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MADISON (WMSN) -- A lot of UW-Madison students have insurance again, now that new health care policies are in effect.



23-year-old Shelby Seeberg is a UW grad student. She says she would have been dropped from her mom's insurance this year, but thanks to new federal laws, she wont.



"I've taken out the max student loans just to live day to day on and worrying about health coverage or health is an added stress," Seeberg said.



Now anyone up to the age of 26 can be covered under their parents' insurance. That's only if they do not have a job that already offers them coverage.



But that policy isn't the only change to your health insurance. Now anyone 18 years old or younger can't be denied coverage because of a pre-existing condition like cancer.



Insurers can't drop a person because they're sick or for an error on their insurance application. There is no longer a cap on the amount of coverage you can receive, and you get free preventative care, meaning no co-payments for things like physicals.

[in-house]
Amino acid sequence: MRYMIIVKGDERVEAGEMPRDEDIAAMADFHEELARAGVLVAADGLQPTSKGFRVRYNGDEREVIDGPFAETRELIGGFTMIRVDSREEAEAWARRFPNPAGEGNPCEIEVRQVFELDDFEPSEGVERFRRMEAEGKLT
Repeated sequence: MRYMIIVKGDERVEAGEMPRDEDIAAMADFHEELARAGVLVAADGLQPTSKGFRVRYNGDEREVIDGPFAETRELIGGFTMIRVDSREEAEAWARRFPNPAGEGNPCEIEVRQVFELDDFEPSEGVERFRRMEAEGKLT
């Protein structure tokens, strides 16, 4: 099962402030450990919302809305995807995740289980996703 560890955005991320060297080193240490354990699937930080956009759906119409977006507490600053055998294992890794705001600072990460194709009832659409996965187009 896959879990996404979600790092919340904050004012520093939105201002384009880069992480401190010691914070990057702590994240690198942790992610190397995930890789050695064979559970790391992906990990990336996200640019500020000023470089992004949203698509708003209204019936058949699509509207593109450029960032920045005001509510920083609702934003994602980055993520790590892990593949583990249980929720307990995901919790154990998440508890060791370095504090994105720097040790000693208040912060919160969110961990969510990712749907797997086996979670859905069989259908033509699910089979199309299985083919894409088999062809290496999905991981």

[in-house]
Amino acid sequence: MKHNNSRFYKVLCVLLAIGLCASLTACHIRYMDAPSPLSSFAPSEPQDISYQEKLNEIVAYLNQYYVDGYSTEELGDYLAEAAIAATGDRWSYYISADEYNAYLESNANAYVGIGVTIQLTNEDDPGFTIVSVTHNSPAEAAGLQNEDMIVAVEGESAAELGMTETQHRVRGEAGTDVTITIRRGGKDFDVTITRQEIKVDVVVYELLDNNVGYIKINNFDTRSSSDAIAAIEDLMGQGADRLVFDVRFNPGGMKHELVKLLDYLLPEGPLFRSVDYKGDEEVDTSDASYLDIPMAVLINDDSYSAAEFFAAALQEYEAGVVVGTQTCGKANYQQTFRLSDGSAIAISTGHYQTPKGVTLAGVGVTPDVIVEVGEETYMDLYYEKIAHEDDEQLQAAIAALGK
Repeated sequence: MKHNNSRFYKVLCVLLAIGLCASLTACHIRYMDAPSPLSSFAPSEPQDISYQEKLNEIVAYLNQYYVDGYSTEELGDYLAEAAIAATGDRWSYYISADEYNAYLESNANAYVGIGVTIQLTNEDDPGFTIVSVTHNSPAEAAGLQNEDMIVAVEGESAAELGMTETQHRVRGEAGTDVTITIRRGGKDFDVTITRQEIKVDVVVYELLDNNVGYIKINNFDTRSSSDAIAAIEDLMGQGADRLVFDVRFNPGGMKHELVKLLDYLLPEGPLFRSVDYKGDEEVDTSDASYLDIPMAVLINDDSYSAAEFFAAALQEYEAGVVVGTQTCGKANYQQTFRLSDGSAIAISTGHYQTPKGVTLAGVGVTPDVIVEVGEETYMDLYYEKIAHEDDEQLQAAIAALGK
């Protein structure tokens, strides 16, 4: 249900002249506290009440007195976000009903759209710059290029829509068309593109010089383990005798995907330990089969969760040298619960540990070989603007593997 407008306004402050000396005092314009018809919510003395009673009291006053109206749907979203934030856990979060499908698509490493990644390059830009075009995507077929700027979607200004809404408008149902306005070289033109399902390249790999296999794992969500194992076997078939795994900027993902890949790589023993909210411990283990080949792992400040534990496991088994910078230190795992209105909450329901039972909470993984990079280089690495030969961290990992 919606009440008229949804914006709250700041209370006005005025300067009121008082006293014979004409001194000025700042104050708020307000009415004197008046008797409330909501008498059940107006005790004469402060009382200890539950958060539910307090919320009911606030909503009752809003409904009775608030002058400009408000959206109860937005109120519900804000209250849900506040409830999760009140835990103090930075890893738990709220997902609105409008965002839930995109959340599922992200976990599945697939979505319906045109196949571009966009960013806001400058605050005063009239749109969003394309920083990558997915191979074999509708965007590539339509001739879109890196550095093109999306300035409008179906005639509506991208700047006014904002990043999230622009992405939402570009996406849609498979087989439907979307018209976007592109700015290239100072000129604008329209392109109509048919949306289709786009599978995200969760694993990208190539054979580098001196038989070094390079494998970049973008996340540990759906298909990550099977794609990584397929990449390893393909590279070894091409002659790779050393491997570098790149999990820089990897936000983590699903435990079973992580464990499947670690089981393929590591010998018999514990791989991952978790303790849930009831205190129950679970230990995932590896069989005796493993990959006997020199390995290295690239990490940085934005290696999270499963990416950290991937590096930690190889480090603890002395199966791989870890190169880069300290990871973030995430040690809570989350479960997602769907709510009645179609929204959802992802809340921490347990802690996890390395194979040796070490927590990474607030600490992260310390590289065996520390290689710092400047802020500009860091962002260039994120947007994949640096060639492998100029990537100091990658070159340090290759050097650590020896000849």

Now what does this mean to you?



Bobby Peterson is executive director of ABC for Health. The non-profit helps find coverage for people who have trouble getting insurance.



He says insurers are required to implement these changes, but it's up to people to take advantage.



"The best thing you can do is call your parents and go through their employer," Peterson said.



Some people may not see the changes right away because some insurers don't have to implement changes until a person's policy needs to be renewed.



Peterson suggests talking with employers about when the policies go into effect and how they affect you.



The most significant policies of the Health Care Reform Law go into effect in 2014.



Next phase of health care reform takes effect

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